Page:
A complete look at vehicle lifecycle management

A challenging but surmountable hurdle for fleet managers is navigating all the ways different facets of the vehicle lifecycle influence each other. In a three-part series, Work Truck examined the inter-connectivity  of the Buy, Drive, Service, and Sell cycles of light- and medium-duty trucks. Ed Powell, manager of business intelligence & analytics for ARI offered his expertise and insight for each of the articles.

Buy based on your driving needs

Powell says a successful strategy boils down to finding the ideal balance between cost and reliability based on your most critical business needs.

The article Impact of Lifecycle Management on Light-Duty Trucks offers “7 Tips for Light-Duty Lifecycle Management.” Among them are measuring the right data, staying in the know with OEMs, and depending on the right partners. In particular, Powell offered insight on analyzing financials, setting clear goals, and considering new options.

Reiterating the importance of ensuring your vehicles and specs meet your business needs, Powell added: “It is also important to consider the role the unit plays in maintaining business operations. If the vehicle serves a unique purpose, you’ll likely need additional units to function as spares or backups if unforeseen downtime begins to impact efficiency.”

To help fleets achieve this, ARI helps to identify ideal vehicle in-service time frames based on capital and operating expenses. The goal, Powell says, is to strengthen the fleet by continuously having highly reliable vehicles in service to support your business.

How often you service your vehicles can impact how often you buy

Trucks in Class 3 to Class 6 (and sometimes Class 7) can carry heavier loads and operate in more extreme conditions. Often they are customized through upfitting to perform a specific job. In the article Managing Lifecycles for Medium-Duty Trucks, Powell explains how upfitting creates more complex lifecycle needs for these trucks. This includes adhering to proper preventive maintenance schedules on the vehicle itself as well as the upfit components and equipment.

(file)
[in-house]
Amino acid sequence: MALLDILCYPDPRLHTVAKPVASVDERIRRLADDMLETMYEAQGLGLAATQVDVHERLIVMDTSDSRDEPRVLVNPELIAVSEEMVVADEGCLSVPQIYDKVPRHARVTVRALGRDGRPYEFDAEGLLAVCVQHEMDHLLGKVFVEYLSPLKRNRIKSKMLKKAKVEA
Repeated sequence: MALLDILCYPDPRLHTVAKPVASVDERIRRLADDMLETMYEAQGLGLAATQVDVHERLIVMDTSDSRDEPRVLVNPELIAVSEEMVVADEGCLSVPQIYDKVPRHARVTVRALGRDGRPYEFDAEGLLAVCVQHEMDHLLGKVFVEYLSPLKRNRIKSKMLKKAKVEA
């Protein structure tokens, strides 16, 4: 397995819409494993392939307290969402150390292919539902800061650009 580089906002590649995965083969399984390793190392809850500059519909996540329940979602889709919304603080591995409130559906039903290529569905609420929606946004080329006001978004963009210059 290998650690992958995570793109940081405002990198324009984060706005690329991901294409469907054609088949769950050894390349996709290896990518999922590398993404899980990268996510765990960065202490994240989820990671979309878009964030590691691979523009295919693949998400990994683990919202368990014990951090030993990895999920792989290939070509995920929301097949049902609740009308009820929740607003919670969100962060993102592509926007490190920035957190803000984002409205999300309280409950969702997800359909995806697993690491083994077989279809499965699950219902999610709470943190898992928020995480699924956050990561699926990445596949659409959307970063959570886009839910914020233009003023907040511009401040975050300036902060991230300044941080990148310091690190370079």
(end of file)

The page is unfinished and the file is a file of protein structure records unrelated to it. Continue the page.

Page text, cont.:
He says that in many cases units with upfitting/equipment will remain in service longer, so you’ll need to strictly adhere to preventive maintenance schedules. This includes maintaining the added equipment as well.

When it all comes to an end

The article Importance of Lifecycle Management for Work Truck Fleets says the foundation of your fleet strategy should be built on the optimal lifecycle for your vehicles. It all leads up to taking worn and costly vehicles out of service with a strong resale strategy.

Powell says, “When developing your lifecycle strategy, you’ll want to identify the ideal window to remove your vehicles from service to maximize their resale value and, in turn, lower your total cost of ownership.”

What are your fleet challenges?

When you approach fleet strategically, you can identify opportunities to streamline operations and reduce costs. To learn more, download the whitepaper Using Data to Identify, Predict and Prevent Critical Fleet Issues or visit the Fleet Is An Investment website.